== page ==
Data Protection Directive in Europe
The Data Protection Directive 95/46/EC sets in Article 6 requirements for the quality of personal data which is to be processed. Apart from all processing activities being fair and lawful, the most important principle is purpose limitation.
The processing of personal data must be predetermined for a specific purpose. Only the data necessary and adequate for this purpose may be legitimately collected and processed further. Any later or downstream processing of the data for a different purpose is prohibited as long as it is incompatible with the original purpose that initiated the collection of the data in the first place.For instance, see Article 6 (1) lit. b) for the general requirement of purpose-binding and Article 8 EU Data Protection Directive 95/46/EC for the processing of special categories of personal data with the authorization of the EU Member States to regulate specific purpose cases; also, see recitals (28), (30) and (31) of the Directive.
So for such processing, new legitimizing grounds are necessary or elsewise the data has to be effectively deleted as soon as it is no longer necessary to fulfill the original purpose.
Data subject’s rights
To guarantee an effective protection, data protection law grants the concerned individuals specific and extensive rights. These are: to demand and get information, Article 10 and 11 Directive 95/46/EC, to gain access to that data, Article 12 Directive 95/46/EC, and to ask for the alteration or deletion of this data and object the collection of data in the first place, Article 14 Directive 95/46/EC. Explicitly, the Directive requires that the right to objection has to be free of charge and the controller may no longer involve the concerned personal data, if the objection is justified. The right to objection is limited in the case of legal duty to process personal data for the controller.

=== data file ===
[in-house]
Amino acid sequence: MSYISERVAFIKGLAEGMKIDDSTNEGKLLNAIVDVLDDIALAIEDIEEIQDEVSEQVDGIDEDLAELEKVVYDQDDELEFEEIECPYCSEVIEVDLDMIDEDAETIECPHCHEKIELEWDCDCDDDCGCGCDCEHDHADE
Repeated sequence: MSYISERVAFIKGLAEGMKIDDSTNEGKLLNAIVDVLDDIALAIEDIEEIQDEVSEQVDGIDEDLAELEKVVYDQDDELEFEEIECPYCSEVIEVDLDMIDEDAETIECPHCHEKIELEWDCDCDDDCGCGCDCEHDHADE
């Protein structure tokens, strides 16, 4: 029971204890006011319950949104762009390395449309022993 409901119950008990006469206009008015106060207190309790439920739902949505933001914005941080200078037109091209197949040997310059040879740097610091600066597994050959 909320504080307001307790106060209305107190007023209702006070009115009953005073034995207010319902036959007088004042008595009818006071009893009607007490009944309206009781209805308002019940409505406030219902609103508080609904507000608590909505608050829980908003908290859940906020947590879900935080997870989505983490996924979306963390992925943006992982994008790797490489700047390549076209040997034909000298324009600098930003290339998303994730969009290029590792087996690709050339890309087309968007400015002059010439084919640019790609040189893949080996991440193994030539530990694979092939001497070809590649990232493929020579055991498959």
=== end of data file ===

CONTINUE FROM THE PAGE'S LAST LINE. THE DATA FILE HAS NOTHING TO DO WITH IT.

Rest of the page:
Technical and organizational measures
According to Articles 16 and 17 of the EU Data Protection Directive 95/46/EC, specific confidentiality and security safeguards must be provided for to ensure the protection of the data. Such safeguards can be the binding to the instruction of the controller, the prevention of unwanted disclosure (limited disclosure to processors, subcontractors and third parties only on legitimate grounds) and the prevention of undesired data destruction, loss, corruption or deletion and other unlawful forms of processing. Furthermore, the controller must ensure that these confidentiality and security safeguards also come into effect once a data processor processes the data on his behalf. In this context, the Directive explicitly refers to appropriate technical and organizational measures that shall be taken to realize these safeguards. Recital 46 of the Directive clarifies that such measures shall be taken both at the time of the design of the processing system and during the processing itself. It also demands a sufficient balancing of the state of the art in terms of possible security level, implementation costs and the risks of the processing act. Which technical and organizational security measures as mentioned in Article 17 (1) are appropriate highly depends on nature, manner and purpose of the data processing, the facilities and the organizational structure of the data controller.